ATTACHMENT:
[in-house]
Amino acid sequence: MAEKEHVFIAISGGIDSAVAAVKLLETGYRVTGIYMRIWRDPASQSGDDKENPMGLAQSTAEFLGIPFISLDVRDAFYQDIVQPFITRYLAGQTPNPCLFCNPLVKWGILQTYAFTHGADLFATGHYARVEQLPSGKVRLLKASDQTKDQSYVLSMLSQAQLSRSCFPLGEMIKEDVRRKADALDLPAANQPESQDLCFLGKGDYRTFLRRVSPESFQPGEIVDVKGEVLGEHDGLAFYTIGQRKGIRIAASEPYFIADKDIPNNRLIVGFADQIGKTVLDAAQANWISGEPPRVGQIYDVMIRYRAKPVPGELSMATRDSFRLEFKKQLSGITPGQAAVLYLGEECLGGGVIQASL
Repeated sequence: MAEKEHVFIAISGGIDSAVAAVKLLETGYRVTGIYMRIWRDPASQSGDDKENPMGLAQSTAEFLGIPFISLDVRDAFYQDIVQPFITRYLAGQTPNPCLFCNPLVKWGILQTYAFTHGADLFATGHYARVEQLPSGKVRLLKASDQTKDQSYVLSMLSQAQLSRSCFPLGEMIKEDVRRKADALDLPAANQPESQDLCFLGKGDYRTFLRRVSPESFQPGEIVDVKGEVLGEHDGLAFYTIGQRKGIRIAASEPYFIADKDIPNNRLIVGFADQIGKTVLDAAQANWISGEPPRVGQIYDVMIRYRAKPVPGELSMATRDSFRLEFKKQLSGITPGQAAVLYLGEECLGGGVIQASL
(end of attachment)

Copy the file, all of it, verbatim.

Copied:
[in-house]
Amino acid sequence: MAEKEHVFIAISGGIDSAVAAVKLLETGYRVTGIYMRIWRDPASQSGDDKENPMGLAQSTAEFLGIPFISLDVRDAFYQDIVQPFITRYLAGQTPNPCLFCNPLVKWGILQTYAFTHGADLFATGHYARVEQLPSGKVRLLKASDQTKDQSYVLSMLSQAQLSRSCFPLGEMIKEDVRRKADALDLPAANQPESQDLCFLGKGDYRTFLRRVSPESFQPGEIVDVKGEVLGEHDGLAFYTIGQRKGIRIAASEPYFIADKDIPNNRLIVGFADQIGKTVLDAAQANWISGEPPRVGQIYDVMIRYRAKPVPGELSMATRDSFRLEFKKQLSGITPGQAAVLYLGEECLGGGVIQASL
Repeated sequence: MAEKEHVFIAISGGIDSAVAAVKLLETGYRVTGIYMRIWRDPASQSGDDKENPMGLAQSTAEFLGIPFISLDVRDAFYQDIVQPFITRYLAGQTPNPCLFCNPLVKWGILQTYAFTHGADLFATGHYARVEQLPSGKVRLLKASDQTKDQSYVLSMLSQAQLSRSCFPLGEMIKEDVRRKADALDLPAANQPESQDLCFLGKGDYRTFLRRVSPESFQPGEIVDVKGEVLGEHDGLAFYTIGQRKGIRIAASEPYFIADKDIPNNRLIVGFADQIGKTVLDAAQANWISGEPPRVGQIYDVMIRYRAKPVPGELSMATRDSFRLEFKKQLSGITPGQAAVLYLGEECLGGGVIQASL